Tagged: repentance

Acts 17:22-31

This text is used for the Lectionary Year A on May 21, 2017.

Many believe this passage in Acts to be a summary rather than a verbatim manuscript of a sermon Paul spoke to the leading philosophers gathered in Athens on the Areopagus.  It is highly unlikely that a preacher like Paul would preach only about a two-minute sermon when given the opportunity to stand before the most highly recognized court of philosophical influencers and worldview shapers of his day. This message he spoke in Athens, while highly criticized by biblical scholars and theologians throughout history, is one that brilliantly shows Paul understanding his audience as he attempts to live by his own strategy to become “all things to all people.” (1 Corinthians 9:22)

After Paul had engaged with the people of Athens day after day in the marketplace sharing ideas about Jesus and the resurrection (Acts 17:17-18), he was brought before the Areopagus to explain his teachings (Acts 17:19-20).  The Areopagus was an esteemed place and group who gathered as a sort of court of philosophical experts of that day based in Athens.  From the 5th century BC Athens was the primary city of influence as it pertained to shaping the culture and the philosophical thought patterns of the ancient world with the Areopagus being the hub from where such influence emanated.  When Paul was invited to share his case about Jesus and the resurrection to the Areopagus, this was a signal of honor for Paul, since only the most learned lecturers and scholars were invited to address the court, whose main job it was to determine religion and philosophy for the masses.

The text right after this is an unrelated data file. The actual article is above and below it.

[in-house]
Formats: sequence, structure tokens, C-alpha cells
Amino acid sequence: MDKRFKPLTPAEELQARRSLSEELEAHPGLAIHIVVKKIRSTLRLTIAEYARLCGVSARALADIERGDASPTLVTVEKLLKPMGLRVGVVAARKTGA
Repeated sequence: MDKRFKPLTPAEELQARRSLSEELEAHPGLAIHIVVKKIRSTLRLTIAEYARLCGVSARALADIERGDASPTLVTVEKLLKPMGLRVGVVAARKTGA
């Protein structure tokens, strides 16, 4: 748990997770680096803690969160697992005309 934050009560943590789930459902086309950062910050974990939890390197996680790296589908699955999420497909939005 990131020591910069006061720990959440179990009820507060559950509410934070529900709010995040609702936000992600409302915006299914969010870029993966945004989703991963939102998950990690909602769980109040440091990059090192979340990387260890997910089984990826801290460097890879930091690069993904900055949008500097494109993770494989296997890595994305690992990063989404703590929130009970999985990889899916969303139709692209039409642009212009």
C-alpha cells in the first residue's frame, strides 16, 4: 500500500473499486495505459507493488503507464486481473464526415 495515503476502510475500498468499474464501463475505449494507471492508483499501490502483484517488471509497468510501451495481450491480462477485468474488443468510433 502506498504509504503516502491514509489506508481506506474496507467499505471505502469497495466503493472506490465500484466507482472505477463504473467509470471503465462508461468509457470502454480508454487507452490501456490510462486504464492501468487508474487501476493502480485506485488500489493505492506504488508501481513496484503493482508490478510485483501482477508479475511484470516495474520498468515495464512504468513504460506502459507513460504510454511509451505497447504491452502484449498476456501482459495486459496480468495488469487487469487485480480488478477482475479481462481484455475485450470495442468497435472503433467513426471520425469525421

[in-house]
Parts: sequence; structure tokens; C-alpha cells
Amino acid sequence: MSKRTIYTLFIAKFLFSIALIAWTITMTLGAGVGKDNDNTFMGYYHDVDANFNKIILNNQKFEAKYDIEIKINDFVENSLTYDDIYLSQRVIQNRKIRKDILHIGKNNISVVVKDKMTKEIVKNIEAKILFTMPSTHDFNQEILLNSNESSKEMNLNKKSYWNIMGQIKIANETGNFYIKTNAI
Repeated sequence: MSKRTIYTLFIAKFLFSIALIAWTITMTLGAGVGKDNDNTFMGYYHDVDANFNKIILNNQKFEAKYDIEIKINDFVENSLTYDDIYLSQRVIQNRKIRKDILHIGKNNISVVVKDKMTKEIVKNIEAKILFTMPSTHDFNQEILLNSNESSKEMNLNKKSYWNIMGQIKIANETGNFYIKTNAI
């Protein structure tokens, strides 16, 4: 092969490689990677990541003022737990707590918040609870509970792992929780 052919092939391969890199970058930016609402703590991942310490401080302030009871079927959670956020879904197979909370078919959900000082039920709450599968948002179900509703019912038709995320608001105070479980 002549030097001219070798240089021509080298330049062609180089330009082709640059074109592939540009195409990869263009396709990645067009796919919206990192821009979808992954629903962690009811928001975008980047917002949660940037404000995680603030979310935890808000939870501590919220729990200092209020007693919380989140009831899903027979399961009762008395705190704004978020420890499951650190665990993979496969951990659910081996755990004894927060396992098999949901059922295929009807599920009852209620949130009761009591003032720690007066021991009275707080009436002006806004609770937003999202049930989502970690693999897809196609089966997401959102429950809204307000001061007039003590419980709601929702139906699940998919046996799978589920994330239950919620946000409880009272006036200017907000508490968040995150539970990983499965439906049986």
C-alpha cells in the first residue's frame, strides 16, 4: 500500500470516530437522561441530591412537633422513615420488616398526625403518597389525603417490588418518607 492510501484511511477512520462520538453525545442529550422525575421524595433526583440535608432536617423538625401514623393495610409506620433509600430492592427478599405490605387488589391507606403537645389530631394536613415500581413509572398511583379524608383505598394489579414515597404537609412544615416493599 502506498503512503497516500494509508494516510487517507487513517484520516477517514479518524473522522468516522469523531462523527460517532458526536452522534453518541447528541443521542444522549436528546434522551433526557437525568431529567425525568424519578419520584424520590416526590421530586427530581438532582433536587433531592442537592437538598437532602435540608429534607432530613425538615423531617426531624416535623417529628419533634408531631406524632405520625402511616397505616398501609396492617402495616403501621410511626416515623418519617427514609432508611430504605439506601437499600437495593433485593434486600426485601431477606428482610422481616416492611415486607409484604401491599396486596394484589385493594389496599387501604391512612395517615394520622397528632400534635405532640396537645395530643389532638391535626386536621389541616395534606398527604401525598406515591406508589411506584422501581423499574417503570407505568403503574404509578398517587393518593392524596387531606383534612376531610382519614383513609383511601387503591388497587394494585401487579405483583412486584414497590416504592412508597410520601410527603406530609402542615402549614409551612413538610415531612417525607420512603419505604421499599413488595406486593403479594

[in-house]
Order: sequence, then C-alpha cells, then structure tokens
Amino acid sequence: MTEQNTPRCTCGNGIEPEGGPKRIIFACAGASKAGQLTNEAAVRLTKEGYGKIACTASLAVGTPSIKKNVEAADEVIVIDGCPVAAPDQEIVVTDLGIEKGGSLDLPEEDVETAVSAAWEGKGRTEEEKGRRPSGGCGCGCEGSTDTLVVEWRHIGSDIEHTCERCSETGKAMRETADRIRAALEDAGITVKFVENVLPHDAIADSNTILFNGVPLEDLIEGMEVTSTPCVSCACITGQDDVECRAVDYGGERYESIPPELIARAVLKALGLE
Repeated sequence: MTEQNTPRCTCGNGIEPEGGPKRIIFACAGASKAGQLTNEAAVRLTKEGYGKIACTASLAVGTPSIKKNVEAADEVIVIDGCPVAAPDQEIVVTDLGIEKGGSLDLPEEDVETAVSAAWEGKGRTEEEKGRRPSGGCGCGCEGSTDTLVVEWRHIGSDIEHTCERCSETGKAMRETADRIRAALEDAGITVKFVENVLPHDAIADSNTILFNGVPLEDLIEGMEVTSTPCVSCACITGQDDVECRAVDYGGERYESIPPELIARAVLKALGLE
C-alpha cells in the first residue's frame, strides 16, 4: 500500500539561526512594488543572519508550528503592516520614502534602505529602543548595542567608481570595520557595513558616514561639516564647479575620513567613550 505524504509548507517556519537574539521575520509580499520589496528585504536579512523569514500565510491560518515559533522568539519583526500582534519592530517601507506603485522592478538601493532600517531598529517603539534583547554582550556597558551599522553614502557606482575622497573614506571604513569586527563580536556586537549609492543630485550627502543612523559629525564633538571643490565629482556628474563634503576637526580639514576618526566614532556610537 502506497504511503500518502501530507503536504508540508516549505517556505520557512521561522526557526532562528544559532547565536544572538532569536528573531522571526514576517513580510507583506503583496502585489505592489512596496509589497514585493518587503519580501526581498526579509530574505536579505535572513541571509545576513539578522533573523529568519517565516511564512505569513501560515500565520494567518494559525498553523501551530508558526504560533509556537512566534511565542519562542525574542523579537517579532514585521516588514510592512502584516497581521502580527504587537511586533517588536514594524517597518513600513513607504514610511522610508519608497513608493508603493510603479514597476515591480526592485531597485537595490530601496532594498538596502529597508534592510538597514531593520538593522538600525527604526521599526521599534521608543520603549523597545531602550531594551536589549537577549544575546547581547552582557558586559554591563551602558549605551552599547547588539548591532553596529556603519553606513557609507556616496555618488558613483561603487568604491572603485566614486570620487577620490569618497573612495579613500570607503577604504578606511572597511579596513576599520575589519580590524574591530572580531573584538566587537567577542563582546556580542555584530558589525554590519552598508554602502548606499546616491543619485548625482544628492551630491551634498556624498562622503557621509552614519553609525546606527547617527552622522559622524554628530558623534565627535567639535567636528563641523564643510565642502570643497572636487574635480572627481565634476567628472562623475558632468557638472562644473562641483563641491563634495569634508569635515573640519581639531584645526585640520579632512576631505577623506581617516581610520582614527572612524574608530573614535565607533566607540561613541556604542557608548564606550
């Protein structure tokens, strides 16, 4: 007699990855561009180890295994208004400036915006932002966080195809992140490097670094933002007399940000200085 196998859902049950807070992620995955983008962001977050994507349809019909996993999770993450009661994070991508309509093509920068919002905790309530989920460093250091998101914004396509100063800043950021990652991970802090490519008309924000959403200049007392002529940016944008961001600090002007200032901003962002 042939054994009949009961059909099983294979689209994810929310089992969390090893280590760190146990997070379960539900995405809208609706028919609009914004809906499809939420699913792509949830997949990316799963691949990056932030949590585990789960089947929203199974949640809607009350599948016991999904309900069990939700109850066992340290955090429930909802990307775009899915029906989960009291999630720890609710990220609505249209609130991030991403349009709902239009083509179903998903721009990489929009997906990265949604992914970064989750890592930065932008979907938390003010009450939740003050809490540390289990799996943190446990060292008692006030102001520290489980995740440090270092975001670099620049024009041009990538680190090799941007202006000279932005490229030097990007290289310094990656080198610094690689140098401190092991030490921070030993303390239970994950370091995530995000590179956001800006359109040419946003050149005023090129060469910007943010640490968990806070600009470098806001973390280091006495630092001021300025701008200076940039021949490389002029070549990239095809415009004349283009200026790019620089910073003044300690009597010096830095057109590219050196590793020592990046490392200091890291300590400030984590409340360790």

Paul’s sermon receives criticism by some because he never once explicitly mentions Jesus by name in this text.  Some believe Paul later regrets his philosophical approach to his sermon among the Areopagus as the basis for what he wrote to the church at Corinth in 1 Corinthians 2:1-5.  Nonetheless, Paul’s preaching in Athens was used by God to open doors and hearts for further conversation about the gospel that did lead both men and women to repentant saving faith in Jesus (Acts 17:32-34).

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Nehemiah 8:1-3, 5-6, 8-10

This text is used for the Lectionary Year C on January 24, 2016.

Nehemiah from a book of hours (Boise St. Library)
Book of Hours: Nehemiah (Boise St. Library)

Most of us live in the world of ordinary miracles. Seasons come and go, children are born and grow up, and planets keep moving along their predestined paths. Rarely does the ground tremble when we pray or lightning flash when we worship. Most days are just normal… and normal is miraculous enough if we are wise enough to see it.

Nehemiah lived in a time of ordinary miracles. In the story of Nehemiah, there are no sea-splitting acts of God like there are in Exodus. The walls of Jericho don’t crumble and fall. Just because fire doesn’t fall from heaven doesn’t mean miracles didn’t happen in Nehemiah.

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Luke 3:7-18

This text is used for the Lectionary Year C on December 13, 2015.

a3“You brood of vipers!”

What pastor has the courage, or probably more likely the foolishness, to proclaim this from the pulpit? I might try it for a dramatic entrance, but I am likely not going to be so bold as to actually back that abrupt intro with the exhortation fervor of John the Baptist. Perhaps I might let John’s words echo in the room for a moment, before softening their effect by redirecting them to John’s audience rather than my own.

John takes no such soft approaches, and it makes the exhortative words quite confrontational to our ears just over two weeks before Christmas. This passage flies in the face of the Joy theme of the third week of Advent.

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